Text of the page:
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From This Might Be A Wiki
This article is about the phone service. For the website, see For the 2002 compilation album, see Dial-A-Song: 20 Years Of They Might Be Giants.
A Record-A-Call 690 answering machine, the model most recently used by TMBG for Dial-A-Song
Flansburgh examining the $2 price tag on his Record-A-Call 675 in 2001
A promotional card for Dial-A-Song
A Dial-A-Song advertisement in the Village Voice, a NYC paper, during the mid-80s
A promotional sticker for Dial-A-Song

Dial-A-Song, which could be reached at (718) 387-6962, was a service that They Might Be Giants had been operating almost since the band first formed in 1983, more-or-less regularly through 2006. Calling Dial-A-Song's line was just a regular call to Brooklyn and connected the caller to an answering machine that played an exclusive TMBG song (often changed daily)—if the machine was functioning.

The service started in late 1983, back when TMBG's hopping around the early 80s NYC punk scene hit an unexpected snag—John Linnell broke his wrist in a biking accident and John Flansburgh had his new Brooklyn apartment thoroughly burgled. Despite being unable to perform, they wanted to keep the band's momentum going, and thus Dial-A-Song (also called "Dial-A-Machine" in some early promotional material) was born. The service's name was a play on Dial-A-Prayer, a Christian phone service that one could call to hear an inspirational message.

The band used cassette-based answering machines for Dial-A-Song for years, until they decided to go digital around 1998. However, due to the first computer's frequent crashes, TMBG returned to tape machines in late 1999. Dial-A-Song went strong and saw us through demos of tracks from Mink Car and No!, but in the hot, hot summer of 2002, the machine, as well as its backup, melted in the non-air conditioned apartment. Fans responded by sending equipment to TMBG, and in April 2003, the service was restored after a fan found a Record-A-Call 675 on eBay and notified the band. The machine was soon replaced in late 2004, however, when the folks at TechTV built the Johns a new computer-based system. In early 2005, the computer seemingly crashed, bringing Dial-A-Song down once again.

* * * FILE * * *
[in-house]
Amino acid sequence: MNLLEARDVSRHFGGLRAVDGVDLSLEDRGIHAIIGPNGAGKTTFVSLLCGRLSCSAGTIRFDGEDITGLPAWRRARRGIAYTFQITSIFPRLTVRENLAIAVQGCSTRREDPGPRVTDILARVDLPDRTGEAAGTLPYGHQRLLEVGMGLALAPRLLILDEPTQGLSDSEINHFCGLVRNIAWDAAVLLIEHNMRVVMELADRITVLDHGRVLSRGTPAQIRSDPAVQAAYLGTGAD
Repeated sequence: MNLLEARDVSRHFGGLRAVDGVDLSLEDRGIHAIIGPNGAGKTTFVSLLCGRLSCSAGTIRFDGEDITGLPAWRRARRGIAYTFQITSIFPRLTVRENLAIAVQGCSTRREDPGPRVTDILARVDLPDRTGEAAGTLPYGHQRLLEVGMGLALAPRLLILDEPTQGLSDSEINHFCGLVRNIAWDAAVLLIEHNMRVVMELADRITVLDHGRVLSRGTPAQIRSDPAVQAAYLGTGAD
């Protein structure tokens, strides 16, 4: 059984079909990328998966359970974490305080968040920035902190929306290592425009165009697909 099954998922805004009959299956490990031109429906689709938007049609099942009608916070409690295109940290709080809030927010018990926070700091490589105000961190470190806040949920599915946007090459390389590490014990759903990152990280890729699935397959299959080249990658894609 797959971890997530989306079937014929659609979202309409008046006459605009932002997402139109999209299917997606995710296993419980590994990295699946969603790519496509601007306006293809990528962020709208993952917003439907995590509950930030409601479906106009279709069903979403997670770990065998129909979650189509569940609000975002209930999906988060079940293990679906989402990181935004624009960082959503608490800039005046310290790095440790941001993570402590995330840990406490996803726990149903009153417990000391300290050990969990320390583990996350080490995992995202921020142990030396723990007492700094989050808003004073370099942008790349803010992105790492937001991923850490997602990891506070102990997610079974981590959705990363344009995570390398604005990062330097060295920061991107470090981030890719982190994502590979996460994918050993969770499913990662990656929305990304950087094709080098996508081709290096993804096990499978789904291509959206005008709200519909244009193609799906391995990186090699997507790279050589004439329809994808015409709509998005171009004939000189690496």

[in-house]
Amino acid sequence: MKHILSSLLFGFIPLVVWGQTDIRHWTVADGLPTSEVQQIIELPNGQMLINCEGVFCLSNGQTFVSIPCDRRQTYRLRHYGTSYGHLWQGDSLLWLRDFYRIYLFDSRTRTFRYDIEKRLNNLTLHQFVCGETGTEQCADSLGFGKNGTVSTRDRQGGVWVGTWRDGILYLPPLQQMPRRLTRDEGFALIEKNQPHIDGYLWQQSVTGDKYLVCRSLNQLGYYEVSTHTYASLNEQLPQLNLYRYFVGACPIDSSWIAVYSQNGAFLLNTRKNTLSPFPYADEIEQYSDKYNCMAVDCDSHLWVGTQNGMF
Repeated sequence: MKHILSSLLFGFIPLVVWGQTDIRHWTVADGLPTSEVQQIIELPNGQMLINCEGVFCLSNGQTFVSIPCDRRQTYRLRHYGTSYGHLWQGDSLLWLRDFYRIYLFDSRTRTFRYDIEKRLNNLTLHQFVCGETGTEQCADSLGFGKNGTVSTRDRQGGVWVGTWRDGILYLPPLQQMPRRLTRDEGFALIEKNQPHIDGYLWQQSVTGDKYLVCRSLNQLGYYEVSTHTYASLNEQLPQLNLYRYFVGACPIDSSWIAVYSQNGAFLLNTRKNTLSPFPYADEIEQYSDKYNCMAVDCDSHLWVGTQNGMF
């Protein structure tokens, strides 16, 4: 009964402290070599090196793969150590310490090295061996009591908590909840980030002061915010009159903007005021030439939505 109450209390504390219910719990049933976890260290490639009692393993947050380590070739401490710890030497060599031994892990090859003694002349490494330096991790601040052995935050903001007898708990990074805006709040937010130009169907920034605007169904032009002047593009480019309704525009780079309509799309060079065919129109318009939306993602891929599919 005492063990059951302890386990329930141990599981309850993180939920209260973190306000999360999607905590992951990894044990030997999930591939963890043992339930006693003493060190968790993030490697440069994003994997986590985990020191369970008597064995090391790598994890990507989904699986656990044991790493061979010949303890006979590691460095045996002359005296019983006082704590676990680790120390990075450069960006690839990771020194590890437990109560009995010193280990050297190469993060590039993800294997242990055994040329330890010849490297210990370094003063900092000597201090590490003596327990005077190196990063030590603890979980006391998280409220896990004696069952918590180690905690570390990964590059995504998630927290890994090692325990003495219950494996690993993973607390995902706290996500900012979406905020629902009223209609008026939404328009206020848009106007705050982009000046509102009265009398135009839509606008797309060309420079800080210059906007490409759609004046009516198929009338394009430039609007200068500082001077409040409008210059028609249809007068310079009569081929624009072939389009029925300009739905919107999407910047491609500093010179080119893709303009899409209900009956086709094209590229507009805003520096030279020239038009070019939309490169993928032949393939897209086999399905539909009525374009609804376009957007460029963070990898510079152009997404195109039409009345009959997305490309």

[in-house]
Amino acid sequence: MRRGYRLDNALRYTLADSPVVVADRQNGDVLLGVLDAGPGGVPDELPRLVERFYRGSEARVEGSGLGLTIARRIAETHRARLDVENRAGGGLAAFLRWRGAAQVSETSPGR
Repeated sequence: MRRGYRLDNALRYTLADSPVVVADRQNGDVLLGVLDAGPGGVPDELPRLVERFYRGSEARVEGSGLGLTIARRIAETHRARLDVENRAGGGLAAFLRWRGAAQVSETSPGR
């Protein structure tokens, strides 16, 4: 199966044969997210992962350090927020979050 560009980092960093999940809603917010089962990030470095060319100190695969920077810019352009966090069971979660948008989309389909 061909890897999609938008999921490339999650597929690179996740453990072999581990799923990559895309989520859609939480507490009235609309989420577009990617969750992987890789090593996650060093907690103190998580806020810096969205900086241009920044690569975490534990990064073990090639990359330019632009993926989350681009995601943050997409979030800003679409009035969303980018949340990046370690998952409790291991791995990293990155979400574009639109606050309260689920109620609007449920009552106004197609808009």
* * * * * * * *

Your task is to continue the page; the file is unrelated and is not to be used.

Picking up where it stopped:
Dial-A-Song returned one last time on March 29, 2006. According to the April 4, 2006 newsletter, the Johns "scored a Record-A-Call 695 phone machine from a friend of the band who pointed out its availability on Ebay"—the machine was actually a Record-A-Call 690, and the "friend of the band" was a TMBW admin (confirmed by Operator Dot). Unfortunately, due to high traffic, the machine began showing signs of wear in mid-to-late April 2006 and had completely ceased functioning by May. Only one song—a demo of "We Live In A Dump"—was ever recorded to that machine. In 2008, during an interview, Linnell confirmed that Dial-A-Song had "mainly just died a technological death."

We’d try to get them repaired but they kept dying and it was like, after twenty years, the things just don’t last forever and eventually, unfortunately, we resigned ourselves to the fact that the Internet had kind of taken over where Dial-A-Song had left off.

On November 15, 2008, the Dial-A-Song number was officially disconnected. For the first time in 25 years, the number was no longer owned by They Might Be Giants.

25 hours a day, 6 days a week.
Free when you call from work.
Always busy, often broken.

The (718) 387-6962 number was purchased on September 28, 2010 by musicians Anthony Kapfer and Ricky Wells, who established their own "Dial-A-Song" service with their own music.[1]

In October 2014, They Might Be Giants posted a teaser video for the triumphant return of the Dial-A-Song website in January 2015. The description of the video reads, "For 2015 They Might Be Giants will be posting a new song online every week at Yep. Exactly." When asked if the content on the new Dial-A-Song site would be demos, new material, or old rarities, John Flansburgh replied: "It will be all those things."

Flansburgh also mentioned on Tumblr that the band is attempting to get the (718) 387-6962 number back if they can. "We will if we can get the number back. It’s not totally up to us!"

Songs on Dial-A-Song[edit]

Thanks to a consistent, strong fanbase through the years, we have a fairly complete list of songs that have been featured on Dial-A-Song over the course of its 23 year run between 1983 and 2006.

See also[edit]

External links[edit]